COMMENTARY | COLUMNISTS | PHIL BAKER

Demo unveils new products

Demo (www.demo.com), held earlier this month in Scottsdale, Ariz., allows mostly upstart technology companies to have the opportunity to tell an audience of journalists, analysts, investors and competitors about their new products in just a few minutes. This year's conference had 67 companies presenting to an audience of more than 600. The companies are selected by Chris Shipley, Demo's organizer, from several hundred submissions.

Among the products were those designed to improve computer searches, a rival to Microsoft Office, software to let you share your photos with others and a pocket-sized computer. Here are some of those I found of interest:

Vulcan (www.vulcan.com), part of Paul Allen's empire, showed a pocket computer called FlipStart. Looking like a shrunken notebook the size of a small paperback book, it weighs under a pound yet is a full XP computer. Its major limitation is a small keyboard that's too large for thumb-typing and too small for real typing. Vulcan says it will be available in Q4 for $1,500 to $2,000. Many have dreamed of a product like this, but it will need to get under $1,000 to be a real success.

If the FlipStart is still too big, Key-Computing (www.key-computing.com) of Israel is offering a way to turn your computer into a key fob. They showed a thumb drive with a microprocessor and software. Once set up, you can plug it into another computer and that computer becomes a replica of your own for doing e-mail, accessing important documents and managing your calendar. When attached to a networked computer, it synchronizes with the Exchange Server Remove the drive and you remove all of your personal information and files from that computer. This product is similar to Migo (www.4migo.com) introduced last fall. Each are about $200.

Evermore Software (www.evermoresw.com), the first Chinese company to present at Demo, introduced their Evermore Integrated Office 2004, a replacement for Microsoft Office. Rather than a group of individual programs, EIOffice is an integrated program consisting of a word processor, spreadsheet and presentation software, all compatible with Microsoft Office. The integration allows data to be linked throughout EIOffice, to have one interface and toolbar for the entire product, and to be saved as a single file. It runs in Java, which makes it easy to move to different platforms. EIOffice is available now for Windows and Linux, and promised soon for Mac. The product lists for $99 per year on a subscription basis. Ironically, their major competition in China will be the illegal copies of Microsoft Office available for a few dollars. Most of the audience was rooting for this little startup to succeed with this alternative to a Microsoft product.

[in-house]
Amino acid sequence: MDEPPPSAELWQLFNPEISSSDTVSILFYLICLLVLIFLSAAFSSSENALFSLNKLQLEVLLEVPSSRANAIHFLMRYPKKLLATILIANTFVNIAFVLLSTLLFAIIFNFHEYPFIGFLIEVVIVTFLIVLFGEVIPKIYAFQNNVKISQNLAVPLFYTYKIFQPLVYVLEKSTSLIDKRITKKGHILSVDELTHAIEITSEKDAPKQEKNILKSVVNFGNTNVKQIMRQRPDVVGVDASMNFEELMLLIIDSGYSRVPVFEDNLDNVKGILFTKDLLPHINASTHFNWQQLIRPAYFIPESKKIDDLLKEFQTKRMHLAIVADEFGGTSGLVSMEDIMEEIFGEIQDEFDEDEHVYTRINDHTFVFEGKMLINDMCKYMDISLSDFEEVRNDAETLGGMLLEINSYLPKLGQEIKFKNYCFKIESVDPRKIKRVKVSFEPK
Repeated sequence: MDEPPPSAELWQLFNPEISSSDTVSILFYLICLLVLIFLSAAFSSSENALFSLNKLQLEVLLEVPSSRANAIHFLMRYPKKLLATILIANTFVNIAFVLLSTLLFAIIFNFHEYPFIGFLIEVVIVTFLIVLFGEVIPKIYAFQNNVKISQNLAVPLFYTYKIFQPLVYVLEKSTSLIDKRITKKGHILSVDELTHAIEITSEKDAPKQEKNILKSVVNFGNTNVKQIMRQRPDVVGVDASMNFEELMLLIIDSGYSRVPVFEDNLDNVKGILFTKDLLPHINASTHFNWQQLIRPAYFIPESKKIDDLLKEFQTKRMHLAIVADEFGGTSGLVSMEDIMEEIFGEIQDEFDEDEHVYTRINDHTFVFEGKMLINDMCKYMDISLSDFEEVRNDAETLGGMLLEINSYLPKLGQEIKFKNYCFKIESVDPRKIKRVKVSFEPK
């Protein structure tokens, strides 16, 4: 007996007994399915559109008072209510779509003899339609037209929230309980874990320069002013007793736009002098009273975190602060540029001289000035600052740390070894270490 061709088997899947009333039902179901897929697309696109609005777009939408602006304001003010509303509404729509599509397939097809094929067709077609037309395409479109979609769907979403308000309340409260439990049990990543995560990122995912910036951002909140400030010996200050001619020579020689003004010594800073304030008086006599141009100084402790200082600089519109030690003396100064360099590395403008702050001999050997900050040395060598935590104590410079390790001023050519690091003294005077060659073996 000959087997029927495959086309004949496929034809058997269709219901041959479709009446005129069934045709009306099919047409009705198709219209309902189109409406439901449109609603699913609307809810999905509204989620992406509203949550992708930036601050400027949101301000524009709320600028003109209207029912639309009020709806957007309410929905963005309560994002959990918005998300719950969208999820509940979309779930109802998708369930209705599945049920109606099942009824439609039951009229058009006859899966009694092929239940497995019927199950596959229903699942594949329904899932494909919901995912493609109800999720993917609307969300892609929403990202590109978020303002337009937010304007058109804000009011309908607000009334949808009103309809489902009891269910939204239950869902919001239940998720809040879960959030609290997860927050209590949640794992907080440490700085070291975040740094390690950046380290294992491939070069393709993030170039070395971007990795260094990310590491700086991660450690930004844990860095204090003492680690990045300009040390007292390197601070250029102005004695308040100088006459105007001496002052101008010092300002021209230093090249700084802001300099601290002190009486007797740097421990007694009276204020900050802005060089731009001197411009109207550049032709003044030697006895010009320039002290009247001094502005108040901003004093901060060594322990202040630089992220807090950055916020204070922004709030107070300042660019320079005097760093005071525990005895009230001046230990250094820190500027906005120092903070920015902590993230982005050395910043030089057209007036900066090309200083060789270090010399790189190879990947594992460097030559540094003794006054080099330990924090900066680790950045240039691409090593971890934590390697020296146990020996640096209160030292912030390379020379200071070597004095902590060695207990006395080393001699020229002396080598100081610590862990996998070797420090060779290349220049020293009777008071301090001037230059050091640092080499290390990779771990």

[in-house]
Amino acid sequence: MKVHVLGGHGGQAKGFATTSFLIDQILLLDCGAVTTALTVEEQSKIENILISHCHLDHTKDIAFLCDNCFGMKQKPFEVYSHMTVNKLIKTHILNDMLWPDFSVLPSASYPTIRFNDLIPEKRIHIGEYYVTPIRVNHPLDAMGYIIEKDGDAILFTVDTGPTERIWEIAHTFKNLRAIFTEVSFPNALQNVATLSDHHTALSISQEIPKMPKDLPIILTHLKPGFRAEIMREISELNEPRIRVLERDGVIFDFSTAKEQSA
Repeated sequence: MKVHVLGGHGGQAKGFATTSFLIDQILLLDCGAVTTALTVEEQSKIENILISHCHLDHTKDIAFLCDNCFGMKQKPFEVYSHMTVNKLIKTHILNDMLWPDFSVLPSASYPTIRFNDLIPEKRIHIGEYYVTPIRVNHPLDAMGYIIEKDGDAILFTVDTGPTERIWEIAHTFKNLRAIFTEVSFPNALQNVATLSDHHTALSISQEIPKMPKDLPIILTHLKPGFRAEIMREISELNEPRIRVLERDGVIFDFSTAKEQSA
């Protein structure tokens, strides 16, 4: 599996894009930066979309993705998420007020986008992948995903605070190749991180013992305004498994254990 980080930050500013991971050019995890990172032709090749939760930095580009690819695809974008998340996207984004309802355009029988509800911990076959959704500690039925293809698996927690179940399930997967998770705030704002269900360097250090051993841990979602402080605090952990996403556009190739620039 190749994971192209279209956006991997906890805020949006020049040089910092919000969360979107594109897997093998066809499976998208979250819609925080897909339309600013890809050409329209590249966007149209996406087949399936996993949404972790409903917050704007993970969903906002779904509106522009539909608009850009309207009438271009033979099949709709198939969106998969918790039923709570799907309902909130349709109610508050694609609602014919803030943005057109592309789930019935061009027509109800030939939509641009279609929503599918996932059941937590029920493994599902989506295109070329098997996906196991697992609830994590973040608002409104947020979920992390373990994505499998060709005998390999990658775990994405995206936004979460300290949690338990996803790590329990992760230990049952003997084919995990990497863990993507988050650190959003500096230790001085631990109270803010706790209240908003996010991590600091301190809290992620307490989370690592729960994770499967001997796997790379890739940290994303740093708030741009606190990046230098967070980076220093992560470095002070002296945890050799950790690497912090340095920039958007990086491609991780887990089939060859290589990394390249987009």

Homestead Technologies Inc. of San Mateo showed PhotoSite To Go (www.photosite.com), a subscription service that enables anyone to construct a Web site for their photos that can then be visited by friends and family. This eliminates the need to e-mail large photo files. You just send an e-mail with an attachment to your site and it will be automatically added. So now it's only seconds between snapping an image on your mobile phone and displaying it on the Web! Subscription is $4.99/mo or $49.99 per year.

Groxis Inc. (www.groxis.com) of Sausalito showed its Grokker2 software, which visually displays searches using spheres of different sizes and colors. For example, when I did a search on "San Diego," I got a series of spheres labeled as California, City, County, Events, Hotels, Guide, etc. Clicking on the "Guide" sphere, the graphic zoomed in to show additional spheres labeled as Dining Guide, City Guide, Travel Guide, Hotel Guide and a few others. Clicking again on my choice took me to a variety of relevant Web sites. This technology is also being applied to visualizing financial spreadsheets to see the data more easily than examining it as a list of words. Very cool. The software costs $49, and a free demo is available from their Web site.

Roxio (www.roxio.com) introduced a suite of products under a single interface that can do just about anything associated with media creation, CDs, DVDs and photos. It combines their Easy CD & DVD Creator, PhotoSuite, VideoWave, and recently acquired Napster. Of particular interest is its module for editing videos that's one of the easiest to use for PCs. It's a good buy at $79.

It was evident from the Demo that creativity is alive and well and there is never an end to new ideas. Some of these products will make it, and some will be gone in a year. And talking amongst the audience, few have a clue as to which are which. That's what makes this so interesting. DEMOmobile, which showcases new products for the mobile user, will be held Sept. 8-10 in La Jolla.


Baker has developed and marketed consumer and computer products for Polaroid, Apple, Seiko and others. He is the holder of 30 patents and was named San Diego's Ernst & Young Consumer Products Entrepreneur of the Year in 2000. He can be reached at phil.baker@sddt.com.

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